Turkey opened its border crossing at Reyhanli to allow victims through for treatment, with graphic footage showing convulsing and choking patients being doused with water and loaded into ambulances. Rescue workers from the White Helmets group were seen wearing gas masks to protect themselves while treating people lying amid rubble on the ground. Activists posted video online claiming to show the moment the bombs struck, alleging they were dropped by Syrian air force helicopters as clouds of smoke rose into the air.

 It came little over a week after another alleged chemical attack hit a hospital in the town of Latamneh, just 14 miles away. Médecins Sans Frontières (MSF), which supports the facility, said a bomb dropped by a helicopter struck the entrance on 25 March.

 “Immediately after the impact, patients and staff reported suffering severe respiratory symptoms and burning of mucous membranes – symptoms consistent with an attack using chemicals,” a spokesperson said.

 The hospital’s orthopaedic surgeon was among two people killed in the attack, leaving just two orthopaedic surgeons for a population of around 120,000 people, and the clinic was put out of service for three days.

 “Bombing hospitals, although banned by international humanitarian law, remains common practice in Syria, and health services are severely affected by these repeated attacks,” said Massimiliano Rebaudengo, MSF’s head of mission in northern Syria.

 Over the past year, the charity has received reports of at least 71 attacks on 32 different health facilities it runs or supports in Syria.

 ​Bashar al-Assad's forces have been accused of repeatedly using the nerve agent during the six-year civil war, including in a massacre in Eastern Ghouta that almost sparked military intervention by the UK in 2013. A report by the UN's Organisation for the Prohibition of Chemical Weapons released last year concluded that Syrian government forces were responsible for three examined chemical attacks but China and Russia have vetoed sanctions.

 Khan Sheikhoun sits near the frontline between regime and opposition held territory, on a key motorway linking the city of Hama with rebel strongholds to the north. The alleged chemical attack came as world leaders gathered in Brussels for a conference organised by the EU and UN on “supporting the future of Syria”. Successive rounds of peace talks in Geneva have so far failed to produce a lasting ceasefire in the Syrian conflict, which shows no sign of ending in its seventh year of bloodshed.'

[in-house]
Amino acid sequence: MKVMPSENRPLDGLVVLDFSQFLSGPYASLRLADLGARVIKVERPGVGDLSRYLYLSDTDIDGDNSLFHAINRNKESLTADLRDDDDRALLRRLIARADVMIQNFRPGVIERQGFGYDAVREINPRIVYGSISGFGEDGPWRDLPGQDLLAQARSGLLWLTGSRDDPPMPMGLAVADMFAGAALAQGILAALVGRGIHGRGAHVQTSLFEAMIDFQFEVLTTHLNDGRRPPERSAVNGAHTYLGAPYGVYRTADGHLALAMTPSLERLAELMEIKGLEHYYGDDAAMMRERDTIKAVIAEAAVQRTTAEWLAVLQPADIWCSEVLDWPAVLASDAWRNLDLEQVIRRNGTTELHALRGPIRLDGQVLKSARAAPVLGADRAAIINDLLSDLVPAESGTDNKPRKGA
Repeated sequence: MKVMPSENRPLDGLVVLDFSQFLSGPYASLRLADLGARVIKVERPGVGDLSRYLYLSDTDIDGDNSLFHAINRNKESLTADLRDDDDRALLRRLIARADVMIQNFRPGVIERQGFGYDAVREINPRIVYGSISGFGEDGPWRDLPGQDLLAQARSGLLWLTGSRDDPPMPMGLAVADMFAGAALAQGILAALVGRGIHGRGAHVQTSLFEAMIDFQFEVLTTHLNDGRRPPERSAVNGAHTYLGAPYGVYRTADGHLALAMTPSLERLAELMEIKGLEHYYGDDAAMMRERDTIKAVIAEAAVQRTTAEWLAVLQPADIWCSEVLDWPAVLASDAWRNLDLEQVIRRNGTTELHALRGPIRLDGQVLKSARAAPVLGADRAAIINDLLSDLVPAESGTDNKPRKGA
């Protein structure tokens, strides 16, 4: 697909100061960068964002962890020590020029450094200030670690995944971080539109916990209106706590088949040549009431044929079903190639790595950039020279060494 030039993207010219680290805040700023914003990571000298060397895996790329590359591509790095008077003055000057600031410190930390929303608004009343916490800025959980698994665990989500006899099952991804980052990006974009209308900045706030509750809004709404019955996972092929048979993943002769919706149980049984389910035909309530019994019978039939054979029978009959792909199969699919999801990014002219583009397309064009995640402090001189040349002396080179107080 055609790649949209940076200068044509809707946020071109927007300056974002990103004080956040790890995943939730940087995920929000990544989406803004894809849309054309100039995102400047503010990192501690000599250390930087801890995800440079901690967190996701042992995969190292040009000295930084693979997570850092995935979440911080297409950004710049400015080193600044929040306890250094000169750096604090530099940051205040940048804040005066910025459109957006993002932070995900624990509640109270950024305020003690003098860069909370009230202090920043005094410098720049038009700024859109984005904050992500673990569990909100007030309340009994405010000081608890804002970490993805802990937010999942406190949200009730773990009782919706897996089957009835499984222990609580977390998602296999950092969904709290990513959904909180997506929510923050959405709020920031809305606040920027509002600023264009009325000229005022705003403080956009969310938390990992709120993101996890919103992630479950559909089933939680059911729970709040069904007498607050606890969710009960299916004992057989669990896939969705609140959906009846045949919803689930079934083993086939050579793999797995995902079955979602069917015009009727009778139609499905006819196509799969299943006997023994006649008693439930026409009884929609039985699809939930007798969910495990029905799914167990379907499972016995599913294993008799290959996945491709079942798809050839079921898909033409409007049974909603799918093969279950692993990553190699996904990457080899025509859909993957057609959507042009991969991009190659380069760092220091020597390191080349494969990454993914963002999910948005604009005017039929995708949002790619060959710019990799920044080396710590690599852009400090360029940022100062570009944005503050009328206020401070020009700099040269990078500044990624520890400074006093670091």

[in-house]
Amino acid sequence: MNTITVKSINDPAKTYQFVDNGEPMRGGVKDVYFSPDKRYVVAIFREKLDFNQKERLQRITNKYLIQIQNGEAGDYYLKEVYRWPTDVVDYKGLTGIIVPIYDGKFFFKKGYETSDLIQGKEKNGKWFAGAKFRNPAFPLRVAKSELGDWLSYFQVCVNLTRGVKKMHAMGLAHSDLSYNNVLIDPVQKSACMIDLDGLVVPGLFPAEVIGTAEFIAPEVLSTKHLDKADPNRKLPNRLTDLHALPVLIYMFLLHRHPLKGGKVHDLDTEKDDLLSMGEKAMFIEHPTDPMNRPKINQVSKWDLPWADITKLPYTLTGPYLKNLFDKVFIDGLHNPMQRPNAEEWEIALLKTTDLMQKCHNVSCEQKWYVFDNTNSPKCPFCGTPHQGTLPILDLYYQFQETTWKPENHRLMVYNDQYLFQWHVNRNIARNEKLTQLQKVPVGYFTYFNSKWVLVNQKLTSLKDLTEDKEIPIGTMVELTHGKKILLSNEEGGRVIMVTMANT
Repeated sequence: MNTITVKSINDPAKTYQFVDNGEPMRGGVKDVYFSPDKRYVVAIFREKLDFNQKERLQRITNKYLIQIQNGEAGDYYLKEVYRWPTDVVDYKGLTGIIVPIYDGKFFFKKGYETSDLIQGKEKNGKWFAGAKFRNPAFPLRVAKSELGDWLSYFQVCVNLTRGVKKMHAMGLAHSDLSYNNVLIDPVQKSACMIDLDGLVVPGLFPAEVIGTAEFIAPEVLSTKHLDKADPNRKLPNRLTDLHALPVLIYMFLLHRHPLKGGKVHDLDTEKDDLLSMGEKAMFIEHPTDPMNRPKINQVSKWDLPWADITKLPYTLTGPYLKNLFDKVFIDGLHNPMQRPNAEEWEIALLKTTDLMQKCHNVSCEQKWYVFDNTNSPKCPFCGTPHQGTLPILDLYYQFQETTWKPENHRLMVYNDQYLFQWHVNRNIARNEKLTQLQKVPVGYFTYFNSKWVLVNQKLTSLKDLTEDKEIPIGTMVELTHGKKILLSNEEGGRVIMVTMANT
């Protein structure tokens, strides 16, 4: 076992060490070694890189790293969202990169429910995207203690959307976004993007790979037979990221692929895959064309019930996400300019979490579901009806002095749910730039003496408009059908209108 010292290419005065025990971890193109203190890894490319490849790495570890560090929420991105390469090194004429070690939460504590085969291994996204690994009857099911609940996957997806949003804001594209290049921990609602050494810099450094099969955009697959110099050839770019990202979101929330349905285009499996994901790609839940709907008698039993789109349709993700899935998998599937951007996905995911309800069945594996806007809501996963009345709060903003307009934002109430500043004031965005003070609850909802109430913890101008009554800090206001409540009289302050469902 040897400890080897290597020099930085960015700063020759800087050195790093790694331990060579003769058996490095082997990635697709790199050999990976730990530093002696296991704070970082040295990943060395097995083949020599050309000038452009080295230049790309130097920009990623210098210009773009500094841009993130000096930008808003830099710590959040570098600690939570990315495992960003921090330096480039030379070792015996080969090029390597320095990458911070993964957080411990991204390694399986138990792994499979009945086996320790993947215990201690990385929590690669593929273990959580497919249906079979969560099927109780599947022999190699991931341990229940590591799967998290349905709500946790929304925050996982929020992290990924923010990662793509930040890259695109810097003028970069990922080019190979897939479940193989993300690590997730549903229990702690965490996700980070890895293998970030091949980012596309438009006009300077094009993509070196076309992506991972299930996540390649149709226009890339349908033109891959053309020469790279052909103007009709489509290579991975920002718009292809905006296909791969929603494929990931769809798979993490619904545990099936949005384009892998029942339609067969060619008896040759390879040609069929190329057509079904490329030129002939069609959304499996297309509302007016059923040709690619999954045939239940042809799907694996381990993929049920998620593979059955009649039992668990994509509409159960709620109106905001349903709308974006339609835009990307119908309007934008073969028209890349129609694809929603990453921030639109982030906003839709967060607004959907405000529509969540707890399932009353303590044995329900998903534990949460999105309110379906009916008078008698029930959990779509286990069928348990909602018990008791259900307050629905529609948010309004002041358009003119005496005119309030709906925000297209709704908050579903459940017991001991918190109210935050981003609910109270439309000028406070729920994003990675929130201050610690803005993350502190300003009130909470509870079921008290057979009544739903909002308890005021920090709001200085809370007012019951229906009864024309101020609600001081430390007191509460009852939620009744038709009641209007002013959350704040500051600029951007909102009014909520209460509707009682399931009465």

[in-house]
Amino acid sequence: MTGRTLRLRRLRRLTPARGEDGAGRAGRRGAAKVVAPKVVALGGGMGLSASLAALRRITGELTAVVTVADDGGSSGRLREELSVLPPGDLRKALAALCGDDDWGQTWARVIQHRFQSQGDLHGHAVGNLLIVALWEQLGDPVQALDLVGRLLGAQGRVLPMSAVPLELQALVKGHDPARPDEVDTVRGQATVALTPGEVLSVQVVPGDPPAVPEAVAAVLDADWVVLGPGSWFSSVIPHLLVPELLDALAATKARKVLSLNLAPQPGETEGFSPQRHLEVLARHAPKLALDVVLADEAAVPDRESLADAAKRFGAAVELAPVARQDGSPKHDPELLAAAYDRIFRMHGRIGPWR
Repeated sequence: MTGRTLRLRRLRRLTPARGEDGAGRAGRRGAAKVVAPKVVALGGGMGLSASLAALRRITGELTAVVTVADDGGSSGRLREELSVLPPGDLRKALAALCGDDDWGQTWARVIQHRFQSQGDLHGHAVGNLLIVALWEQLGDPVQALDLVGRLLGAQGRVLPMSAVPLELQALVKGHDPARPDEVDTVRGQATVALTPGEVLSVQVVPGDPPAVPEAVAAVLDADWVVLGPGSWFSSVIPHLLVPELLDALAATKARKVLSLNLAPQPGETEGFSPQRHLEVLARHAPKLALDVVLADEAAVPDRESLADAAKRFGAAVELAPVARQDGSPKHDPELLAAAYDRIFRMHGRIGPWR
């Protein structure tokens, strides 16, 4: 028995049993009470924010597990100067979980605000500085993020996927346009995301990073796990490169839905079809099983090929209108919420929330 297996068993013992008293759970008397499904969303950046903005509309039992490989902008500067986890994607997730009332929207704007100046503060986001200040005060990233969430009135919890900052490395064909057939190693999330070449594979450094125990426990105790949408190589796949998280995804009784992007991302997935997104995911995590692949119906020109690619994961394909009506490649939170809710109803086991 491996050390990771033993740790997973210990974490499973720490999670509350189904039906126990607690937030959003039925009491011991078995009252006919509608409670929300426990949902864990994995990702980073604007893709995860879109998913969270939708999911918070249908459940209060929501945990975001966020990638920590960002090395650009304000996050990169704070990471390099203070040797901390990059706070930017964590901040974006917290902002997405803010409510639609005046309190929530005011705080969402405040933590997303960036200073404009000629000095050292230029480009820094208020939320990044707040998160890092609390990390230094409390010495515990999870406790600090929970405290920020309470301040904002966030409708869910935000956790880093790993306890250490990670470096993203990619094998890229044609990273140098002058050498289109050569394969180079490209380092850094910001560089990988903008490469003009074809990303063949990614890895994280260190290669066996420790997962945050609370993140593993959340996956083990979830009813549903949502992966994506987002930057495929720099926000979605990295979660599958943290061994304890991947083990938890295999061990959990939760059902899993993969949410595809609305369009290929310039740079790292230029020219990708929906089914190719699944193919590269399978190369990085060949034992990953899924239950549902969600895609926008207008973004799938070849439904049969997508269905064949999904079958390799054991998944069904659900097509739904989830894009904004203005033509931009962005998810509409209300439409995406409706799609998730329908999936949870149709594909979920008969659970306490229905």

'Another airstrike just now on Khan Sheikhoun. Friend there: "Pray for us. Tell the world the children of Khan Sheikhoun suffocated to death" '

In Idlib, Syrians find solace in soccer

 'Even as war looms all around them, young Syrians in areas outside the regime's control are able to participate in athletic competitions thanks to civil society sectors of the Syrian revolution.

 “We are now in the second week of the first- and second-division [soccer] competitions. All the teams are wearing the flag of the Syrian revolution on their shirts and playing under the name of the Syrian Football [Soccer] Federation," said Nader al-Atrash, federation vice president.

 "Despite the intense overflights by the Syrian regime and Russia in the skies of Idlib on most days, athletes are determined and adamant to keep going and complete the competitions. I wish them all the safety in the stadiums," Atrash said.

 The General Commission for Youth and Sports, a nongovernmental organization opposed to the regime of Syrian President Bashar al-Assad, began its work in Syria in March 2014 and organizes sports activities, competitions and festivals throughout Syrian areas controlled by the Free Syrian Army (FSA), an anti-regime faction. Some of these areas include the Waer neighborhood in Homs, the eastern Ghouta in Rif Dimashq, Daraa province, Idlib province and northwestern Aleppo province.

 The commission, which includes the Union for People with Disabilities, sponsors competitions in soccer, swimming, handball, backgammon, swimming, volleyball, judo, karate, wrestling, Lao Chi kung fu and kickboxing. Its teams have received medals in numerous competitions.

 “When you see a field, a crowd, billboards and advertisements on the pitch, two teams in different uniforms and a team of referees arbitrating the match, you feel life has returned to the liberated areas, despite the heavy bombing and massacres committed by the Syrian regime in areas outside its control," said Abdul Wahab Almkhozom, a soccer player and member of the executive sports committee for Idlib province.